Search Images Maps Play YouTube News Gmail Drive More »
Sign in
Screen reader users: click this link for accessible mode. Accessible mode has the same essential features but works better with your reader.

Patents

  1. Advanced Patent Search
Publication numberUS6532276 B1
Publication typeGrant
Application numberUS 10/046,777
Publication dateMar 11, 2003
Filing dateJan 17, 2002
Priority dateNov 13, 1999
Fee statusPaid
Also published asDE19954663A1, DE19954663B4, US6483894, US20010033636, US20010036250
Publication number046777, 10046777, US 6532276 B1, US 6532276B1, US-B1-6532276, US6532276 B1, US6532276B1
InventorsMartin Hartick, Frank Cordes
Original AssigneeHeimann Systems Gmbh
Export CitationBiBTeX, EndNote, RefMan
External Links: USPTO, USPTO Assignment, Espacenet
Method and apparatus for determining a material of a detected item
US 6532276 B1
Abstract
A method for determining the material of a detected item in objects, especially explosives in luggage, using X-ray diffraction. In this method, wherein scatter radiation deflected at the crystal-lattice structure of the material is measured and compared to characteristic energy spectra or diffraction spectra of various explosives, the absorption by the material influences the X-ray diffraction spectrum, so that information is missing, and inaccurate conclusions may be drawn regarding the material. To improve this method, the primary beam of an X-ray source is used for measuring the absorption. The beam passes through the material, and, from the absorption, an average atomic number of the material is determined, and this additional information is used for the identification of material known by comparing the recorded spectra with diffraction spectra. For this purpose, a collimation/detector arrangement preferably has only one collimator (8) and one detector (9), with the collimator (8) having a conically-expanding circular slot (1), which defines a predetermined diffraction angle, and a central blind bore (1) opening toward the x-ray source. First and second detectors (13, 14) are disposed in the bore to detect lower and higher x-ray energy, respectively.
Images(3)
Previous page
Next page
Claims(8)
What is claimed is:
1. A method for determining a material of a detected item in an object comprising:
irradiating the material with a primary X-ray beam;
measuring a diffraction spectrum of the material, with the spectrum comprising X-rays of the primary beam diffracted at the material;
measuring an X-ray absorption of the material and an average atomic number of the material by measuring X-rays of the primary beam transmitted through the material;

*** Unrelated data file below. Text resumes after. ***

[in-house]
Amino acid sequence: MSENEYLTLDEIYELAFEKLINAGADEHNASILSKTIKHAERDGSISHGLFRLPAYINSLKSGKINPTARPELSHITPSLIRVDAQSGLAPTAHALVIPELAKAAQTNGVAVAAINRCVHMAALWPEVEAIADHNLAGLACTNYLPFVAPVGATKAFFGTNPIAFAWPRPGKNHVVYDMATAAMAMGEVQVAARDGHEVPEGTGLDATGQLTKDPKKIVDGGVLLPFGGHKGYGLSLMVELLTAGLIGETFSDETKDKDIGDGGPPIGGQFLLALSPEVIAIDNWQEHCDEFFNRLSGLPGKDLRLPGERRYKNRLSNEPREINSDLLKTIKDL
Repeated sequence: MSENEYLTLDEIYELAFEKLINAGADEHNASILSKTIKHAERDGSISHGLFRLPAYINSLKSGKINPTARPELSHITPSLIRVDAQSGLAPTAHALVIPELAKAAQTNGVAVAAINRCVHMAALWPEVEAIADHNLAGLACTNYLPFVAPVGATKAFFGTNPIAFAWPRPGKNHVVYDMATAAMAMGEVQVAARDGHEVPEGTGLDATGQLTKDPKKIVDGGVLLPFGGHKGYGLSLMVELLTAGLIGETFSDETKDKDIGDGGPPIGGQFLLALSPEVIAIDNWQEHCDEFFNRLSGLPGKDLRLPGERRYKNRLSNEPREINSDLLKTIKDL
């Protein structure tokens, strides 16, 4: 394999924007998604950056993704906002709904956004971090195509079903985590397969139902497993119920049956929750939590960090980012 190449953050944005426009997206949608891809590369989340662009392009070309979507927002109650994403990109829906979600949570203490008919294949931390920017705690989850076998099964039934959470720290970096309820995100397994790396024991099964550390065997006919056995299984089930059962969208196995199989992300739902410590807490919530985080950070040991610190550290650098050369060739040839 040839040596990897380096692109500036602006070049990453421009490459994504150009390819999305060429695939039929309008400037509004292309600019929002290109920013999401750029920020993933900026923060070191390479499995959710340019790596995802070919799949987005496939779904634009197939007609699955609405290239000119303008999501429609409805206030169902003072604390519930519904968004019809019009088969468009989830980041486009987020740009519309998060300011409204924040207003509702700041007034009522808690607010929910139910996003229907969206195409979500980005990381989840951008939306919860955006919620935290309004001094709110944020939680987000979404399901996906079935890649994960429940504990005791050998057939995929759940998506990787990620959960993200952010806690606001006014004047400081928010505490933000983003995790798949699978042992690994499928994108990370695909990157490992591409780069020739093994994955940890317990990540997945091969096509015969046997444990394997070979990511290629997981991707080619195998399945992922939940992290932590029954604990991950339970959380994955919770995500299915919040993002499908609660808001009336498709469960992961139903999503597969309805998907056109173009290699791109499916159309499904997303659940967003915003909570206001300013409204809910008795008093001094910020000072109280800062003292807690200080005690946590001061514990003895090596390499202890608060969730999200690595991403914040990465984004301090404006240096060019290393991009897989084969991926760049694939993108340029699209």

determining the average atomic number of the material from the measured absorption;
comparing the measured diffraction spectrum and determined average atomic number of the material to known diffraction spectra and known average atomic numbers of known materials.
2. The method according to claim 1, wherein the average atomic number is determined by a multi-energy method.
3. The method according to claim 1, wherein the comparing step comprises comparing the measured diffraction spectrum only with the known diffraction spectra of known materials having an average atomic number approximately the same as the determined average atomic number.
4. The method according to claim 1, wherein the comparing step comprises comparing the measured diffraction spectrum with known diffraction spectra only within energy ranges not substantially absorbed by the material.
5. The method according to claim 1, wherein the object is luggage.
6. An apparatus for determining a material of a detected item in an object comprising a diffraction apparatus and a computer connected thereto, and wherein
said diffraction apparatus comprises an x-ray source for producing a primary x-ray beam and a collimator/detector arrangement positioned to receive the primary x-ray beam after passing through an object and including a detector and a collimator;
said detector comprises an X-ray detector positioned downstream of the collimator and having an x-ray sensitive surface oriented toward the collimator;
said collimator has a central, blind-bore closed at the end facing the detector and at least one conically expanding circular slot that defines a predetermined angle and is oriented toward said X-ray sensitive surface of the detector; and
first and second spaced detection devices mounted within the blind bore and connected to the computer, with said first and second detection devices detecting relatively lower and relatively higher energy X-rays, respectively, and being spaced in the central opening such that the second detection device located behind the first detection device.
7. The apparatus according to claim 6, wherein the collimator/detector arrangement is oriented toward the primary beam of the X-ray source, and is alignable such that the primary beam passes into the central opening.
8. The apparatus according to claim 6, wherein the X-ray source is laterally adjustable, and the collimator/detector arrangement is adjustable in height relative to the X-ray source and adjustable laterally in synchronization with lateral adjustments of the X-ray source.
Description
CROSS-REFERENCE TO RELATED APPLICATION

This application is a continuation of application Ser. No. 09/760,418 filed Jan. 16, 2001 now abandoned, which is a continuation of application Ser. No. 09/645,485 filed Aug. 25, 2000 now abandoned.

FIELD OF THE INVENTION